Hearing the sirens, Pete leaves Myka in mid-conversation. She follows and finds him standing over the smoldering remains of Marzotto. Pete, unnerved, reveals to Myka that when he was 12 years old, his father, a fireman, was heading to work and Pete had a feeling - a vibe - that he wasn't going to see him again. Tragically, his father died in a fire that night. Ever since, when Pete gets a feeling, he acts on it. He carries his father's badge as a talisman.
Pete and Myka decide to revisit Marzotto's office, where they find the ancient book and discover it's actually an empty wooden box. As they're about to leave, Lorna Soliday (Sherry Miller), Cody's lawyer and godmother, enters. Soliday informs them that Emily has dropped the charges against Cody. Pete and Myka leave with Soliday to find Cody and Emily at a party for Machiavelli's play The Mandrake. In the car, Soliday becomes increasingly peculiar, and Pete notices a bejeweled comb in her hair. Pete suggests Myka pull the car over just as Soliday begins reciting the Italian phrase and grabs the wheel, crashing the car.
Myka regains consciousness and pulls Pete from the wreckage, but Soliday is nowhere to be found. As Pete tells Myka that Soliday had a comb in her hair the shape of which matched that of the recess in the box, Artie calls on the Farnsworth and informs them they're looking for a bejeweled comb that matches the one in the portrait. Artie explains that the comb, made by an alchemist, is transmitting Lucretia Borgia. The Italian phrase is a phonetic trigger. Realizing Soliday wants Cody and therefore wants Emily gone, Pete and Myka head to the party.
When they arrive, Soliday is on stage, comb held high, and the crowd is caught by its power. When Pete tries to stop it, Cody belts him, knocking Pete's gun out of his hand. Myka draws her own gun, but is distracted when Soliday asks her "Did you really let your lover die? For a chance at glory?" The question affects Myka, and it's just the diversion Soliday needs. She uses the power of the comb on Myka, who holds her gun under her chin. Reacting quickly, Pete blasts Myka with the Tesla. He turns it on Cody and Soliday, but Cody has picked up Pete's gun. Cody pulls the trigger - Click!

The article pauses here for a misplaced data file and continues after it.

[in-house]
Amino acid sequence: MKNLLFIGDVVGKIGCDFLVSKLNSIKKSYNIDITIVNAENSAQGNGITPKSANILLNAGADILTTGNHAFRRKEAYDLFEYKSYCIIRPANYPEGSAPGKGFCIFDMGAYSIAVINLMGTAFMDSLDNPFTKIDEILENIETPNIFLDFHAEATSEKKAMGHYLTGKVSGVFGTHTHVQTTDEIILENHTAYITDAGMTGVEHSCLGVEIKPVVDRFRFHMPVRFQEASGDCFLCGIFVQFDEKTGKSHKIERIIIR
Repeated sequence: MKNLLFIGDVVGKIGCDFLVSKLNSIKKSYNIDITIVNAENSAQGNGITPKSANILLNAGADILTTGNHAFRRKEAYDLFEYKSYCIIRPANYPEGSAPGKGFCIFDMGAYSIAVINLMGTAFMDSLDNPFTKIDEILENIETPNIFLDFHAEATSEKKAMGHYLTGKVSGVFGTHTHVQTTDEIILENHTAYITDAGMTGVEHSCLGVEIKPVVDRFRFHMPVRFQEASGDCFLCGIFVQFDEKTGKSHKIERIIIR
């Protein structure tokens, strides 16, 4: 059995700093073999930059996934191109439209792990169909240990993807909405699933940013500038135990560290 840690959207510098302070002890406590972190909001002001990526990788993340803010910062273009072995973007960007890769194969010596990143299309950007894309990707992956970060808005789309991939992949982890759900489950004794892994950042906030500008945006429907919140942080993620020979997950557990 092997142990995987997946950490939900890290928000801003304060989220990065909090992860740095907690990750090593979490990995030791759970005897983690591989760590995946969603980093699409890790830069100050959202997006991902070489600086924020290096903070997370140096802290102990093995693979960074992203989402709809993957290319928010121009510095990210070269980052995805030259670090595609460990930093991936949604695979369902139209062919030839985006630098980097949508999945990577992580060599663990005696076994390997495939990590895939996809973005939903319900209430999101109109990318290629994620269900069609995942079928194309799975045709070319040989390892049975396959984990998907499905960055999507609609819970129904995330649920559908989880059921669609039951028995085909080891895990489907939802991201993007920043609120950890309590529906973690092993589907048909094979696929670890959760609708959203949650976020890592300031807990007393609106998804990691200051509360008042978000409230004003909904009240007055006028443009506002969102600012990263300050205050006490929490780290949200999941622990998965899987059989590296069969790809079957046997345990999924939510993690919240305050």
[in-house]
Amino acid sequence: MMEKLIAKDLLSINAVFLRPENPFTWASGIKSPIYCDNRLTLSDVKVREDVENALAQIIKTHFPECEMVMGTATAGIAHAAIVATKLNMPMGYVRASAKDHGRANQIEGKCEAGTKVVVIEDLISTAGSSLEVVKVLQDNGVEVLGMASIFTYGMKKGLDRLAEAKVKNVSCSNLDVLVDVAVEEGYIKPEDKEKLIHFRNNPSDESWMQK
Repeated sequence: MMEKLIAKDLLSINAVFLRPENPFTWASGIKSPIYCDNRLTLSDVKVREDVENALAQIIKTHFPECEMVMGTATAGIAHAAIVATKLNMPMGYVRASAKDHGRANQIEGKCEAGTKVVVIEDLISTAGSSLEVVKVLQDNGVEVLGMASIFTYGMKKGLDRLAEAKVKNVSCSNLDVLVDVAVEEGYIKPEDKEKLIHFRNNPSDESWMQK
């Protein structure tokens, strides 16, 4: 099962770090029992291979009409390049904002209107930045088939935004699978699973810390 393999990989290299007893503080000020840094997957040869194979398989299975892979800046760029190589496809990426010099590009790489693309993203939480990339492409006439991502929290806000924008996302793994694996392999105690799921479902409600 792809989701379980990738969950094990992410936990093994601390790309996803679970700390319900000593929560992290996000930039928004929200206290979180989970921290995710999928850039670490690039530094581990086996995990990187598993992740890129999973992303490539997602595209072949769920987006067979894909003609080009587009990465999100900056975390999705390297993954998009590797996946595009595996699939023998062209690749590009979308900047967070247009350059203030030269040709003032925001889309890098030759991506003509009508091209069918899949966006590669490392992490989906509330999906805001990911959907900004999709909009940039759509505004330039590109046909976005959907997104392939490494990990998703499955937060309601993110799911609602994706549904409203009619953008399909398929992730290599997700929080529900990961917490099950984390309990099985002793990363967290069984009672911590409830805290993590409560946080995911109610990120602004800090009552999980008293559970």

Luckily, Pete had removed the ammunition. Myka, no longer enthralled, takes advantage of the moment to snag the Borgia Comb. She plunges it into their cannister of neutralizer, from which an explosion of light emanates, breaking the spell. The evil has been stopped. The artifact has been bagged. And the young lovers are reunited.
Back at the Warehouse, Artie places the box and comb on a shelf next to the painting of Lucretia Borgia. At Leena's, Myka speaks with Dickinson, who has been told by Mrs. Frederic in no uncertain terms that the Warehouse and the agents are now hers. However, Myka has been given a choice - she can go back to Washington or stay with the new assignment. The hitch is, Pete doesn't get to leave. Myka has five seconds to decide. Four...three...two...